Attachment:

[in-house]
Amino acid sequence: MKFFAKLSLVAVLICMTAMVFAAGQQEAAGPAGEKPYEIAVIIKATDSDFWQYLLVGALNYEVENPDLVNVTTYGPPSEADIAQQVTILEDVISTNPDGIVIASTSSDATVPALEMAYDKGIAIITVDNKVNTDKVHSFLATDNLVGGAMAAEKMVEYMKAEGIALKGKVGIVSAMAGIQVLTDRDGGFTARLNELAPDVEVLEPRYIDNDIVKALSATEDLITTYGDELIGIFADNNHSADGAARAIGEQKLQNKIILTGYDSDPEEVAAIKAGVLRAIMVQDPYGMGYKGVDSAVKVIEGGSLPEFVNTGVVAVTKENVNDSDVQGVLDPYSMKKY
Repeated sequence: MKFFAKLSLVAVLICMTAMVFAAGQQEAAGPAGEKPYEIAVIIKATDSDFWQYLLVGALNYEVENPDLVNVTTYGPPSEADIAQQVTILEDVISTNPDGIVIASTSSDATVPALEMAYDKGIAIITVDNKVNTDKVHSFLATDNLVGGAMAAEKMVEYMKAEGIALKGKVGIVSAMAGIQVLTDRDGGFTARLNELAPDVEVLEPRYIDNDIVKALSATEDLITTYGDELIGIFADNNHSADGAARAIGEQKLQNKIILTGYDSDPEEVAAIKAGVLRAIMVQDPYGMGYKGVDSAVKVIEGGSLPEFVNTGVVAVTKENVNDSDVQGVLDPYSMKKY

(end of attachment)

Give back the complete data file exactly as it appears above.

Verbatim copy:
[in-house]
Amino acid sequence: MKFFAKLSLVAVLICMTAMVFAAGQQEAAGPAGEKPYEIAVIIKATDSDFWQYLLVGALNYEVENPDLVNVTTYGPPSEADIAQQVTILEDVISTNPDGIVIASTSSDATVPALEMAYDKGIAIITVDNKVNTDKVHSFLATDNLVGGAMAAEKMVEYMKAEGIALKGKVGIVSAMAGIQVLTDRDGGFTARLNELAPDVEVLEPRYIDNDIVKALSATEDLITTYGDELIGIFADNNHSADGAARAIGEQKLQNKIILTGYDSDPEEVAAIKAGVLRAIMVQDPYGMGYKGVDSAVKVIEGGSLPEFVNTGVVAVTKENVNDSDVQGVLDPYSMKKY
Repeated sequence: MKFFAKLSLVAVLICMTAMVFAAGQQEAAGPAGEKPYEIAVIIKATDSDFWQYLLVGALNYEVENPDLVNVTTYGPPSEADIAQQVTILEDVISTNPDGIVIASTSSDATVPALEMAYDKGIAIITVDNKVNTDKVHSFLATDNLVGGAMAAEKMVEYMKAEGIALKGKVGIVSAMAGIQVLTDRDGGFTARLNELAPDVEVLEPRYIDNDIVKALSATEDLITTYGDELIGIFADNNHSADGAARAIGEQKLQNKIILTGYDSDPEEVAAIKAGVLRAIMVQDPYGMGYKGVDSAVKVIEGGSLPEFVNTGVVAVTKENVNDSDVQGVLDPYSMKKY